Migration Committee: Social care wage should be 39% higher than living wage

The government has been urged to pay higher wages to ‘Cinderella’ social service workers – or risk an accelerated exodus to better-paying jobs in ‘warehouses, supermarkets and online retailers’.

That’s the message from Unison following a hard-hitting report from the Migration Advisory Committee (MAC) released yesterday, which recommends a possible minimum wage rate of 39% above the National Living Wage (NLW).

The MAC also recommends that overseas staff should be permanently eligible for the health and care worker visa, after the government granted temporary permission in February this year.

He was commissioned by the government last July to carry out an independent review of the adult welfare sector and the impact that the end of free movement has had on it.

The committee’s investigations revealed a number of issues – pay rates being the most important.

On this subject, the report did not hesitate, stating: “The persistent underfunding of the care sector by successive governments underlies almost all labor problems in social care.

“A higher salary is a prerequisite for attracting and retaining social workers and they should be paid for the hours they work.”

MAC added: “We recognize the anger many in the industry have felt at workers who are seen as ‘low-skilled’.

“We categorically disagree that care work is low-skilled; although some basic technical skills can be acquired through training, other skills are essential attributes for providing good quality care, such as emotional and physical resilience, communication, planning and organization, problem solving skills as well as understanding the needs of individuals.”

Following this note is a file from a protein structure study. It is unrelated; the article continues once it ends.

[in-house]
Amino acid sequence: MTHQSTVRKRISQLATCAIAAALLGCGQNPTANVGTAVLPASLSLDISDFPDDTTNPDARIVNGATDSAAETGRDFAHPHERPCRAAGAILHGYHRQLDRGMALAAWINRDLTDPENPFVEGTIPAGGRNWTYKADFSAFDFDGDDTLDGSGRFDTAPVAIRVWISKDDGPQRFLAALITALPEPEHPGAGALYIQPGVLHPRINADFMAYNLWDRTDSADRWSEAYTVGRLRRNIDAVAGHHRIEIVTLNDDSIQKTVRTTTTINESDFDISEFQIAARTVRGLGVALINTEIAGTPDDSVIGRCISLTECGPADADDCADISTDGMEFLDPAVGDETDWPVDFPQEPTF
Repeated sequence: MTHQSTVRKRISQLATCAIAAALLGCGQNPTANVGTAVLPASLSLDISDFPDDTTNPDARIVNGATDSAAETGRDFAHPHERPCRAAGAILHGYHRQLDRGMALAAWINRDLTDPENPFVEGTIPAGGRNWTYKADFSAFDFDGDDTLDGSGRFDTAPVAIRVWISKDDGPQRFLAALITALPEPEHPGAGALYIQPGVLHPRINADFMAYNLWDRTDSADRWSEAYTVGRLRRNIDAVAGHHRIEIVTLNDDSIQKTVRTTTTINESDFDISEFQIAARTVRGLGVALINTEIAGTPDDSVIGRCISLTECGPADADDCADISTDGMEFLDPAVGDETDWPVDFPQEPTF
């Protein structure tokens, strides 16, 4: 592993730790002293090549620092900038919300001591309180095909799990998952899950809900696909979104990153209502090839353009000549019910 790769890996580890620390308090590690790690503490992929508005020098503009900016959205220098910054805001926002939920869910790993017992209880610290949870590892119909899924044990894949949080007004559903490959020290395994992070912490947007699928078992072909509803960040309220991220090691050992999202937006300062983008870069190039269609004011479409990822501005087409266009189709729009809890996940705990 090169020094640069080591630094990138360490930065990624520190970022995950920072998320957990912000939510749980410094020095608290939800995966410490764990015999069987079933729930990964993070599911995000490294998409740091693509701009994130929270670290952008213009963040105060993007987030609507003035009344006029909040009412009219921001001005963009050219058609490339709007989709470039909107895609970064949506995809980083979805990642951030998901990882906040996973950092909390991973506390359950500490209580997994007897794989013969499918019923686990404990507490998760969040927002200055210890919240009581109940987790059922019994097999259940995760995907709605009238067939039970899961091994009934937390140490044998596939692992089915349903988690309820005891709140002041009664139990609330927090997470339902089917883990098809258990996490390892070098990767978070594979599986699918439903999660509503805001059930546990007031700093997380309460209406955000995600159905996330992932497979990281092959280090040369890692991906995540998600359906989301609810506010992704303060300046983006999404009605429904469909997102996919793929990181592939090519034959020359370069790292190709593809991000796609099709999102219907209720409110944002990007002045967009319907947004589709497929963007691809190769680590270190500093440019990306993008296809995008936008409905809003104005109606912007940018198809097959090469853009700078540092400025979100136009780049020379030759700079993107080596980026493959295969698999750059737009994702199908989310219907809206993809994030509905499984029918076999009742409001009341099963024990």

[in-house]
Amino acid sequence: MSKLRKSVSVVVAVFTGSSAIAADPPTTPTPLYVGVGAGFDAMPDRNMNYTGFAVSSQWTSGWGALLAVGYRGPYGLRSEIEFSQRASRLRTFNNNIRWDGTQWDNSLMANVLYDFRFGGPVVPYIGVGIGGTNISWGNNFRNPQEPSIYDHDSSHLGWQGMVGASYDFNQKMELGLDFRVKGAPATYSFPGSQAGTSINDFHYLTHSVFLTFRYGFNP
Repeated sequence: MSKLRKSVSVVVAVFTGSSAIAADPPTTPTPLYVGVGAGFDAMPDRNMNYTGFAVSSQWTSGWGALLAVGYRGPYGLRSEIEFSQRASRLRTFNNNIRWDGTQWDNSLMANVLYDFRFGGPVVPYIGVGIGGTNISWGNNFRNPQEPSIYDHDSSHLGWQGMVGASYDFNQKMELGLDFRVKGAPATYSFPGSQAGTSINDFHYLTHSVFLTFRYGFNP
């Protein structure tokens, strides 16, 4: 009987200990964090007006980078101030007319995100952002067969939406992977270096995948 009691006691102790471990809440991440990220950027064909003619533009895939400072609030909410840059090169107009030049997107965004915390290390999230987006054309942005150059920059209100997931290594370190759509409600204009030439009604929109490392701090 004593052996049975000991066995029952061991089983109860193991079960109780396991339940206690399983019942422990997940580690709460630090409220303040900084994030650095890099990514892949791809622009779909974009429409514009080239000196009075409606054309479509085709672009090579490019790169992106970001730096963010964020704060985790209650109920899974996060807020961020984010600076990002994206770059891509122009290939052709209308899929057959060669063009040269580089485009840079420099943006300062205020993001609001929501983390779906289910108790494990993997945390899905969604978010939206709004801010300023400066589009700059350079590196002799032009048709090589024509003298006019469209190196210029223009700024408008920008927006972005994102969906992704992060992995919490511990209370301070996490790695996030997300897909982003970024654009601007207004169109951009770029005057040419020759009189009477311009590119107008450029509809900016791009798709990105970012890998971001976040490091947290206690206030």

The committee made a host of recommendations to overhaul the sector, including:

  • A fully funded minimum rate of pay for care workers which is above the NLW – initially £10.50 per hour, rising to £11.53 and then to £13.21
  • Pay social workers for all hours worked, including sleep and travel
  • Removal of immigration skill fees for all health and care worker visas
  • A review of policies relating to overseas skilled worker routes to the sector
  • A waiver of settlement fees or lower fees for workers who spend the full five years working in nursing or care on the Health and Care Worker Visa
  • The government will work with councils to allow care agencies to sponsor specific social workers
  • Keep social workers on the shortage occupations list, which flags particular jobs that can be bolstered by foreign employees.

MAC said it “did not believe” immigration policy was the cause or the solution to all or most of the workforce problems in social services, but “immigration could potentially help alleviate some of the difficulties”.

Gavin Edwards, head of social care at Unison, said: “The main cause of the care worker crisis is obvious. Wages are too low to attract and retain workers. Care sector employers are losing people in mass to warehouses, supermarkets and online retailers able to pay far more for less stressful work.It’s no wonder there are shortages.

“Ministers have cynically made it difficult for highly skilled and poorly paid overseas healthcare workers to work in the UK, even though the sector needs workers. This report is another wake-up call for a government that has been dozing behind the wheel for decades.

“No bluster, no slogans, the government must adopt the MAC’s recommendations now, so that the Cinderella care sector can attract the new recruits it needs and also retain experienced staff.”

In a written statement to parliament, Home Secretary Kevin Foster, who commissioned the report, said the government would “consider the report and its recommendations carefully before deciding what action to take next”.

Michael A. Bynum